FIFA’s general secretary, Jerome Valcke, paid a visit to Brazil where he made clear the football authority’s position: “Alcoholic drinks are a part of the FIFA World Cup, so we’re going to have them. Excuse me if I sound a bit arrogant, but that’s something that we won’t negotiate.”
His comments could well be taken as inflammatory, if not just arrogant, since Brazil has held a policy of prohibition at football stadiums since 2003 in an effort to reduce violence. The fact that Budweiser is a long-term sponsor of FIFA has no doubt some small bearing on this decision-making.
While alcohol can currently be consumed legally in Qatar, there are restrictions. Alcohol can be purchased in a few clubs, bars, certain hotel restaurants; however, to consume alcohol in one’s own home a special license is required. The question of whether the consumption of alcohol will be permitted to in additional areas and at the games themselves has been asked. Hassan Abdulla al Thawadi, chief executive of the Qatar 2022 World Cup bid, has said the Muslim state would also permit alcohol consumption during the World Cup. A few specific fan-zones will be set up during the event, they will provide alcohol for sale.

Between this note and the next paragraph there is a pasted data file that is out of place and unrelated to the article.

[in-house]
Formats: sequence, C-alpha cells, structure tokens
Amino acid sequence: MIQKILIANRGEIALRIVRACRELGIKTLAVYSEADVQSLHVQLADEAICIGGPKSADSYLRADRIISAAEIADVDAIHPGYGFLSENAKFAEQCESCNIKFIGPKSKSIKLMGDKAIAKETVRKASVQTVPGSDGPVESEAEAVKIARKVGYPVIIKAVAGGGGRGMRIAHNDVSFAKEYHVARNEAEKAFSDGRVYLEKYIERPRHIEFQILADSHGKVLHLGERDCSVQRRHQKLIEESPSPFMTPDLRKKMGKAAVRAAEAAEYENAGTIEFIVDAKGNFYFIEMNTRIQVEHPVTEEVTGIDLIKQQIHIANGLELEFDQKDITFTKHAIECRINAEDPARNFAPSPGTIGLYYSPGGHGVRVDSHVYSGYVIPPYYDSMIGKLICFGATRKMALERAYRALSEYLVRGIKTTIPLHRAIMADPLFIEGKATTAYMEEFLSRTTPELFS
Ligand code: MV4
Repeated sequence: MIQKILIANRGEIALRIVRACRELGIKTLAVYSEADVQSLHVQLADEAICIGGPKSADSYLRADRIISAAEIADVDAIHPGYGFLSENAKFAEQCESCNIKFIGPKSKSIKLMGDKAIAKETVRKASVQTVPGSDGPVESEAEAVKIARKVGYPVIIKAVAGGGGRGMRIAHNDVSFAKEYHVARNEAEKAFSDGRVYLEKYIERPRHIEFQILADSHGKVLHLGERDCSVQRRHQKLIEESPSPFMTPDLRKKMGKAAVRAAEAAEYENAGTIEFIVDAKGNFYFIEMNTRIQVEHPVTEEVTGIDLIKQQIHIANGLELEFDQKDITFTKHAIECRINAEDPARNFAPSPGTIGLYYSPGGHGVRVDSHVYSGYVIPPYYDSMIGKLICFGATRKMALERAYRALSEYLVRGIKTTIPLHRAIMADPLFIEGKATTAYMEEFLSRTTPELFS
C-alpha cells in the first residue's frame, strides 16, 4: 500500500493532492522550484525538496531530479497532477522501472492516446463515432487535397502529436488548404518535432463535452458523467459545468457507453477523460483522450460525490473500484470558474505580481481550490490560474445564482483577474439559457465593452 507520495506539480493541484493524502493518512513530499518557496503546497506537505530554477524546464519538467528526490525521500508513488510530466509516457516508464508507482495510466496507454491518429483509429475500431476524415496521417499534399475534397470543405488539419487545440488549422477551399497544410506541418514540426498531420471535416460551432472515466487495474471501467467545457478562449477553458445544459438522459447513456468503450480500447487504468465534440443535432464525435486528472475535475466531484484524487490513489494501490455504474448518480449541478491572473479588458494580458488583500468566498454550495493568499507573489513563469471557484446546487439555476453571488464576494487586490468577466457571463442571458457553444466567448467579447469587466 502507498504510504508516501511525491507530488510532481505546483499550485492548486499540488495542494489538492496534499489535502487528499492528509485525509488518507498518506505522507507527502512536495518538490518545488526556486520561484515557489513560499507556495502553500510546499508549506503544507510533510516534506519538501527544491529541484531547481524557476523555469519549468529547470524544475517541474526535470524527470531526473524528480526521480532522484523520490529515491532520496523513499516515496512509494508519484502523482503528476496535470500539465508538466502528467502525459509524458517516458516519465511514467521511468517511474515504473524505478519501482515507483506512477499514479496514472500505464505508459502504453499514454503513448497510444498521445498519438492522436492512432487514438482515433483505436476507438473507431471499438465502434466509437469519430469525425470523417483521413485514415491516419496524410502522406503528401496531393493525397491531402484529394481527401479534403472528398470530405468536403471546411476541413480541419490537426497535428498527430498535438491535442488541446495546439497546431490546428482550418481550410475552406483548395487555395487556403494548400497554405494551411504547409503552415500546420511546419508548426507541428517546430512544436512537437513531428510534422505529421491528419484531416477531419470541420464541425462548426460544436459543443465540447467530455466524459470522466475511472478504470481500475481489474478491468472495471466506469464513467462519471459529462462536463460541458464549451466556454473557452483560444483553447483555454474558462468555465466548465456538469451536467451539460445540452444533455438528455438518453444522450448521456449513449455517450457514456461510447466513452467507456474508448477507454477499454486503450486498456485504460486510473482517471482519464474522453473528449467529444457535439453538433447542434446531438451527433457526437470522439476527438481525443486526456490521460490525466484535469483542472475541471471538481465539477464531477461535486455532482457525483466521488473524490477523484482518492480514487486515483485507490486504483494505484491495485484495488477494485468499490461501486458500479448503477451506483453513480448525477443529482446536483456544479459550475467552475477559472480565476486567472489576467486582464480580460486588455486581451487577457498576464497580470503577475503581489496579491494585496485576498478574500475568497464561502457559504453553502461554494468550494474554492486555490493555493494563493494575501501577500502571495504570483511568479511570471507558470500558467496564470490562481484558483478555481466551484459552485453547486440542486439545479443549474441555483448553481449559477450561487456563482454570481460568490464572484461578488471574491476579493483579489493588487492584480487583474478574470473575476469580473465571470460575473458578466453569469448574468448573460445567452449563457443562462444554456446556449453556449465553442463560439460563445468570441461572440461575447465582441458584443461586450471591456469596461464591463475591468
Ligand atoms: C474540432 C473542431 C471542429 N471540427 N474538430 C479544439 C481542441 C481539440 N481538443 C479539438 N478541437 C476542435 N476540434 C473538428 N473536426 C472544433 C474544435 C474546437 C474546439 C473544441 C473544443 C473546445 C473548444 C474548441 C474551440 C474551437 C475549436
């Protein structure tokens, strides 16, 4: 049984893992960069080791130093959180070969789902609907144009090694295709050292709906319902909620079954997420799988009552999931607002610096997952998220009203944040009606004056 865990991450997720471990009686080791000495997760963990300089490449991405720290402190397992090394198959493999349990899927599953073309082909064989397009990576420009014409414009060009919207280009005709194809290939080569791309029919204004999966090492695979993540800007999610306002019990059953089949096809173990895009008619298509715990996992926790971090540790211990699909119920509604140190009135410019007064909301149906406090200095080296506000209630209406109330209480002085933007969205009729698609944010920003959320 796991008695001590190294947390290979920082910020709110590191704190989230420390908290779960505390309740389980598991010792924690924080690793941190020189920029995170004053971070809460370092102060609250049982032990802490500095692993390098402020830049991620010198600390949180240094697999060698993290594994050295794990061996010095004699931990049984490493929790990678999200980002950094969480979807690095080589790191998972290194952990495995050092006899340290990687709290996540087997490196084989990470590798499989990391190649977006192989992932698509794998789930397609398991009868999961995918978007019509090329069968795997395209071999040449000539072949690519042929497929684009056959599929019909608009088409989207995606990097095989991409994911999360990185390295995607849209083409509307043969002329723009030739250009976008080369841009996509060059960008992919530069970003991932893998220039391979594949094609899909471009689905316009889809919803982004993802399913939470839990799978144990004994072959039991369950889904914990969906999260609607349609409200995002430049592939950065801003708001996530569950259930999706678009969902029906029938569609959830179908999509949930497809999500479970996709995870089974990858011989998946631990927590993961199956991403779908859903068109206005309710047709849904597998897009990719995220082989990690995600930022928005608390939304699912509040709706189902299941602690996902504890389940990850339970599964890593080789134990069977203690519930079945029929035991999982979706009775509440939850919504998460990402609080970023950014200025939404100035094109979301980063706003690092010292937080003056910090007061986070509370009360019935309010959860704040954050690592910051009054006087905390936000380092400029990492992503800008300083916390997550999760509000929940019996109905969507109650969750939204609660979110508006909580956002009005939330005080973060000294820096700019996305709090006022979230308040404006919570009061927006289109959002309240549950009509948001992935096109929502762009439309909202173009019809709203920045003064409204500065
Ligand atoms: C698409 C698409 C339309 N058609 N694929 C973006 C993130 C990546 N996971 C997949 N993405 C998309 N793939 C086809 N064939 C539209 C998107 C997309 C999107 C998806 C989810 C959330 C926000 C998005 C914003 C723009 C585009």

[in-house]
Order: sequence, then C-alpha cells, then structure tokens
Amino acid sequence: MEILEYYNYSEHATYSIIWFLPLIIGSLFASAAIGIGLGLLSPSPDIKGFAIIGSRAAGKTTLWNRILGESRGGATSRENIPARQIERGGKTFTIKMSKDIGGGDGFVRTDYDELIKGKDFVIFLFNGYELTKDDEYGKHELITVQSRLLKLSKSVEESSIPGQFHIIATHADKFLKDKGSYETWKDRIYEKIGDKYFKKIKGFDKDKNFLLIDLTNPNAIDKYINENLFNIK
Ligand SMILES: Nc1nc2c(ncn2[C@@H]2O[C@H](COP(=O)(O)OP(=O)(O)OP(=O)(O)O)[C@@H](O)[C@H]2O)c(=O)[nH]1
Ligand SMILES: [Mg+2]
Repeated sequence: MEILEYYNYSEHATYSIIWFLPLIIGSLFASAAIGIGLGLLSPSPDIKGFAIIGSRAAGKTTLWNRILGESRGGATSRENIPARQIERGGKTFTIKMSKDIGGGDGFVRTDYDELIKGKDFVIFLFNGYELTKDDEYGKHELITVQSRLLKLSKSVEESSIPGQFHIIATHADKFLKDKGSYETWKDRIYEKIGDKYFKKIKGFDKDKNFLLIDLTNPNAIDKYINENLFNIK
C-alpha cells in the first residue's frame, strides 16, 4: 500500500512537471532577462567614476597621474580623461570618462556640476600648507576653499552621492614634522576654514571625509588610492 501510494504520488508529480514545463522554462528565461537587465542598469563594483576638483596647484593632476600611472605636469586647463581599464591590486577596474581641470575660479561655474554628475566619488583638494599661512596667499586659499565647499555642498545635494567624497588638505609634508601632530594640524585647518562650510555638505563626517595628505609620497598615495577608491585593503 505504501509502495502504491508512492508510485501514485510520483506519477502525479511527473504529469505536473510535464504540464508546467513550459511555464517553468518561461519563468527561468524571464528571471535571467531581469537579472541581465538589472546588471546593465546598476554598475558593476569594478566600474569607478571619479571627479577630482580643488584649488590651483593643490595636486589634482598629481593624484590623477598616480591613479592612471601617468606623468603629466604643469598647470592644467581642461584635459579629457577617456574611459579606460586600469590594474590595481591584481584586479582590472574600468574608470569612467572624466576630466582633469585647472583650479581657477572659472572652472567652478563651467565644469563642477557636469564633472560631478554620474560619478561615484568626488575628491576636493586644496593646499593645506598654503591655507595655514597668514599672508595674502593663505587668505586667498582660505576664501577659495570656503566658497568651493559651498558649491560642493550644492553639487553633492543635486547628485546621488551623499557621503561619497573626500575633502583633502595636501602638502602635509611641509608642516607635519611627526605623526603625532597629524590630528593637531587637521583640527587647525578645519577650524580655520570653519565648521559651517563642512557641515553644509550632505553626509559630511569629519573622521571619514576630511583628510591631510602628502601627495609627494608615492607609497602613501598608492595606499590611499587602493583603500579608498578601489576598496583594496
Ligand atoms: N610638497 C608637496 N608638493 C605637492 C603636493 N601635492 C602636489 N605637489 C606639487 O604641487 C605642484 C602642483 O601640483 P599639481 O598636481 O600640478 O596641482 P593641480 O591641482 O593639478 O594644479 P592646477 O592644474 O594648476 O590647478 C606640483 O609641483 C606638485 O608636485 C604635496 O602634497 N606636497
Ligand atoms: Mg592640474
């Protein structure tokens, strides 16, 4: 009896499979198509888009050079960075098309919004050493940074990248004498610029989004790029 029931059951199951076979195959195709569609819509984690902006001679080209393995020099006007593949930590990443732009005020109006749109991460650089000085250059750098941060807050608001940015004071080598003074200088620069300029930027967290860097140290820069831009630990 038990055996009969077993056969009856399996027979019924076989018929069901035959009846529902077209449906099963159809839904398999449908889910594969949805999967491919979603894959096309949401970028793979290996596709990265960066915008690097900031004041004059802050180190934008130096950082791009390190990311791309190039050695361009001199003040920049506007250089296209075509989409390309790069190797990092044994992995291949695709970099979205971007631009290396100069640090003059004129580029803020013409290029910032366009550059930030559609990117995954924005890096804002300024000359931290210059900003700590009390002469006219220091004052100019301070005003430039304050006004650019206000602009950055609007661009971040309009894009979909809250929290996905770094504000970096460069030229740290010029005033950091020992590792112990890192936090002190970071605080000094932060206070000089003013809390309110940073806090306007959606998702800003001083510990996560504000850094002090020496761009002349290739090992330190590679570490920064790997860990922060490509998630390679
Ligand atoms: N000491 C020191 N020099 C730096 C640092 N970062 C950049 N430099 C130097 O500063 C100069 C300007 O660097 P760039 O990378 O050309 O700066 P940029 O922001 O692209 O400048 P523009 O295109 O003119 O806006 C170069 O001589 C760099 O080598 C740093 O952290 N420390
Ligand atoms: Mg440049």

If FIFA are willing to negotiate a few specific fan zones with Qatar, why is there no negotiation in Brazil? It is difficult to believe that any of these decisions were made outside of the bribery and corruption that seem endemic to FIFA. Jerome Valcke was accused in 2011 of letting slip that Qatar ‘bought’ its place as host in 2022, so perhaps Brazil should have bought their right to host the World Cup at a higher price and saved themselves some trouble.